3 minute read

The lush and beautiful region of Burgundy in France is renowned for many things; exquisite food, excellent cycling venues, beautiful natural vistas, fascinating medieval architecture and don’t forget the mustard of Dijon. However, first and foremost Burgundy is recognized far and wide for its excellent wines.

While it is possible for the true oenophile to wax endlessly over the attributes of a perfect glass of red or white Burgundy we will struggle to be a bit more concise. Here we offer a quick guide to the wines of Burgundy.

The Most Celebrated Wine Region

Burgundy, also known as Bourgogne is one of the most celebrated wine regions in the world. In fact, the classic old world Burgundy wines have long been considered a benchmark for all other wines. Benchmark or not the wines of this region should be celebrated as simply outstanding. Sip for yourself!

Many people are surprised to find out the red burgundy that is so prized for its unmatched flavor profile is actually a Pinot Noir. Likewise, that buttery, spectacular white burgundy is a Chardonnay. Therefore, we must acknowledge that most of the wine world regards the Pinot Noir and Chardonnay from the region as often unmatched in excellence.

Of course there are other delicious wines from Burgundy made from the region’s four main grape varietals, including a sparkling variety, Crémant de Bourgogne. The regional grapes used to produce these exquisite wines are Pinot Noir, Chardonnay, Gamay and Aligoté.

What Makes Burgundy A Must for Wine Lovers

What is it that makes this region the favorite destination of wine lovers?

The best wines of Burgundy possess a quality that is only achieved in the region. The flavors are a balanced and sometimes intense combination of earthiness and spice, minerals and fruit.

It’s been noted that red Burgundy imparts the fruity essence of blackberry, red raspberry and cherry, with older varieties offering a taste of exotic spice and a gaminess.

White burgundy Imparts notes of apple, citrus, peach and fresh herbs. In both the white burgundy and the red you will notice the finer wines bestow delicate floral aromas.

Where the Grapes Are Grown

Burgundy wine region is located in the eastern part of central France. There are nearly 200 miles of wine-producing area in Burgundy and it’s separated into five major subregions. The prime wine-growing real estate is located among the rolling hills and steep terrain of the Côte d’Or.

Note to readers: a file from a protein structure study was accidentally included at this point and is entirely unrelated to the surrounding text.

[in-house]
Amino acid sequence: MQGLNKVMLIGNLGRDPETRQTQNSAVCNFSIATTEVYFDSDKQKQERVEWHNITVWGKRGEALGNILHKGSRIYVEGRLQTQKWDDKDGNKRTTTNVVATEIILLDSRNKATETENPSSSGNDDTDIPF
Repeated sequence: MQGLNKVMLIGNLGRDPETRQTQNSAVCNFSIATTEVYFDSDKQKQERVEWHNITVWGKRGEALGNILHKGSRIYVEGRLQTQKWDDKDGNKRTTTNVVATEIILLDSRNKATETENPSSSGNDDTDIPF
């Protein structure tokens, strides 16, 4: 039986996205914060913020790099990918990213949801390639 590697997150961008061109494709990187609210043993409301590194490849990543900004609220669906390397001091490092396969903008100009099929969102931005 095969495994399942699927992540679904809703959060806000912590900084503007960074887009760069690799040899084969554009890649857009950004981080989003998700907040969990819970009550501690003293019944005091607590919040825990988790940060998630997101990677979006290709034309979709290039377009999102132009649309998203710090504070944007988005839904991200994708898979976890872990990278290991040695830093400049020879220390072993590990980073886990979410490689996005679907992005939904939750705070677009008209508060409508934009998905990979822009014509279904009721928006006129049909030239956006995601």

Côte de Nuits

Located in the northern part of Burgundy, lies the Côte de Nuits.

Along with the Côte de Beaune, Côte de Nuits makes up the rolling hill terrain of the Côte d’Or. The area’s sunny slopes and gentle wind make an excellent climate for grape-growing. A number of Burgundy’s highest quality reds hail from Côte de Nuits. In fact the area is almost exclusively red wine country with perhaps some whites grown here and there.

Côte de Beaune

For exceptional white burgundies you’ll need to look to Côte de Beaune. Named for the town of Beaune, this area of the region makes up the southern half of the Côte d’Or. Although the Côte de Beaune is recognized for some of the most highly regarded white burgundies there are a few delicious reds that are grown here as well.

The Wines of Burgundy

Red Burgundy/Pinot Noir

The primary grape grown in the region is Pinot Noir. This red grape is central to the most popular wine of Burgundy and you will find the red burgundies are 100% Pinot Noir. The thing about these red wines is that they reflect the terroir, or place where they are grown, most expressively. While the typical Pinot Noir from other regions tends to lean toward the muscular, full bodied palate, these beauties from Burgundy are their own elegant example of a deeply complex, rich and earthy bouquet.

White Burgundy/Chardonnay

White burgundy is 100% Chardonnay, buttery, floral and with all the loveliness a Chardonnay is meant to possess. A white burgundy is a Chardonnay unlike any other. When the flavors play upon your palate you’ll note an expression of the terroir in which the grapes are grown. For instance, chardonnay made from grapes produced in the northern areas, such as Chablis tend to have a lean, more mineral-forward zippiness where the Côte de Beaune grapes lend a melon and tree fruit profile to their chardonnay.


Gamay is a red wine grape most notably used to make Beaujolais. Although Beaujolais is recognized as a wine region itself the grapes are often grown in Burgundy. There are Gamay wines labeled Bourgogne Gamay which lean toward a fruity and young profile. Some are blends with as much as a 15% Pinot Noir blend.


The white aligoté grape makes for an easy drinking white wine. It’s not used for traditional white burgundies but is found in its own varietals, typically young wines. Aligoté wines may be mixed with 15% Chardonnay as a blend. The wines are regarded as light, crisp and acidic. A famous regional cocktail, Kir, is made by combining Aligoté and créme de cassis.

Crémant de Bourgogne

Since we mentioned this sparkling wine earlier we thought to include it in our guide. As with all the sparkling wines made in France, but outside of the Champagne region, this bubbly is called Crémant. The Crémant de Bourgogne is made in the same way as all French sparklers, the méthode champenoise and may be white or rosé. This Burgundy bubbly typically contains Pinot Noir or Chardonnay although some include Gamay or Aligoté.

Sip for Yourself

There are so many reasons this region of France beckons to visitors but for the wine lover it's a must-visit destination. More than any other wine in the world, a Burgundy wine reflects the terroir in the best way.

Come sip some exquisite burgundy and taste what has been referred to as “the reason wine lovers love wine”.

Burgundy village